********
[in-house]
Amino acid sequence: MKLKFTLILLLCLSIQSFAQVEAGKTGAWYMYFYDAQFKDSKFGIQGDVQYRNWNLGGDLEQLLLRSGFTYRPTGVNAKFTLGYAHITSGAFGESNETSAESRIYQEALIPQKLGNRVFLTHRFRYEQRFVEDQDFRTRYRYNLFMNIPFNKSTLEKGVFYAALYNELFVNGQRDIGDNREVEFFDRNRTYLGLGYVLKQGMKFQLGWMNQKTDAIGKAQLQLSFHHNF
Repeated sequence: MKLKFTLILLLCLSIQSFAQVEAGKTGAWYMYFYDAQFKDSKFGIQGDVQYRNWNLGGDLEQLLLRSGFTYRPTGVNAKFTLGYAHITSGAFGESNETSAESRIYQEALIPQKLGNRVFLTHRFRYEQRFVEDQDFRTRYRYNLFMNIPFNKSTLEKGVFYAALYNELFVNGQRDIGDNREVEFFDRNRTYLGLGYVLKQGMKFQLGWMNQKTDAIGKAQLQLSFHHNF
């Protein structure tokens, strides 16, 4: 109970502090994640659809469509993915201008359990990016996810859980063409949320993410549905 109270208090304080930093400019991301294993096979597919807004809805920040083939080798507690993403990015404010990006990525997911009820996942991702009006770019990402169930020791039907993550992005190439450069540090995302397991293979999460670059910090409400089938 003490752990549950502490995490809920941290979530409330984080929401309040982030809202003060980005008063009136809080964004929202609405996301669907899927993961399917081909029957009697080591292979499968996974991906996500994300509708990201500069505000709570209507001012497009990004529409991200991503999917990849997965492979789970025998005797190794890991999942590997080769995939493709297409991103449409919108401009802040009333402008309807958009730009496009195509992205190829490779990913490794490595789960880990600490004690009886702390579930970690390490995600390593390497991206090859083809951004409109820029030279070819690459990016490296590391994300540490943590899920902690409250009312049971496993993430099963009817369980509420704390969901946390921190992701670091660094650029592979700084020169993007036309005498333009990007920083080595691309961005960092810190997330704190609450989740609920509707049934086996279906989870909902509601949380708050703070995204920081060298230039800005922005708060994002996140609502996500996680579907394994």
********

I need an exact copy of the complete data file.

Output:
[in-house]
Amino acid sequence: MKLKFTLILLLCLSIQSFAQVEAGKTGAWYMYFYDAQFKDSKFGIQGDVQYRNWNLGGDLEQLLLRSGFTYRPTGVNAKFTLGYAHITSGAFGESNETSAESRIYQEALIPQKLGNRVFLTHRFRYEQRFVEDQDFRTRYRYNLFMNIPFNKSTLEKGVFYAALYNELFVNGQRDIGDNREVEFFDRNRTYLGLGYVLKQGMKFQLGWMNQKTDAIGKAQLQLSFHHNF
Repeated sequence: MKLKFTLILLLCLSIQSFAQVEAGKTGAWYMYFYDAQFKDSKFGIQGDVQYRNWNLGGDLEQLLLRSGFTYRPTGVNAKFTLGYAHITSGAFGESNETSAESRIYQEALIPQKLGNRVFLTHRFRYEQRFVEDQDFRTRYRYNLFMNIPFNKSTLEKGVFYAALYNELFVNGQRDIGDNREVEFFDRNRTYLGLGYVLKQGMKFQLGWMNQKTDAIGKAQLQLSFHHNF
């Protein structure tokens, strides 16, 4: 109970502090994640659809469509993915201008359990990016996810859980063409949320993410549905 109270208090304080930093400019991301294993096979597919807004809805920040083939080798507690993403990015404010990006990525997911009820996942991702009006770019990402169930020791039907993550992005190439450069540090995302397991293979999460670059910090409400089938 003490752990549950502490995490809920941290979530409330984080929401309040982030809202003060980005008063009136809080964004929202609405996301669907899927993961399917081909029957009697080591292979499968996974991906996500994300509708990201500069505000709570209507001012497009990004529409991200991503999917990849997965492979789970025998005797190794890991999942590997080769995939493709297409991103449409919108401009802040009333402008309807958009730009496009195509992205190829490779990913490794490595789960880990600490004690009886702390579930970690390490995600390593390497991206090859083809951004409109820029030279070819690459990016490296590391994300540490943590899920902690409250009312049971496993993430099963009817369980509420704390969901946390921190992701670091660094650029592979700084020169993007036309005498333009990007920083080595691309961005960092810190997330704190609450989740609920509707049934086996279906989870909902509601949380708050703070995204920081060298230039800005922005708060994002996140609502996500996680579907394994």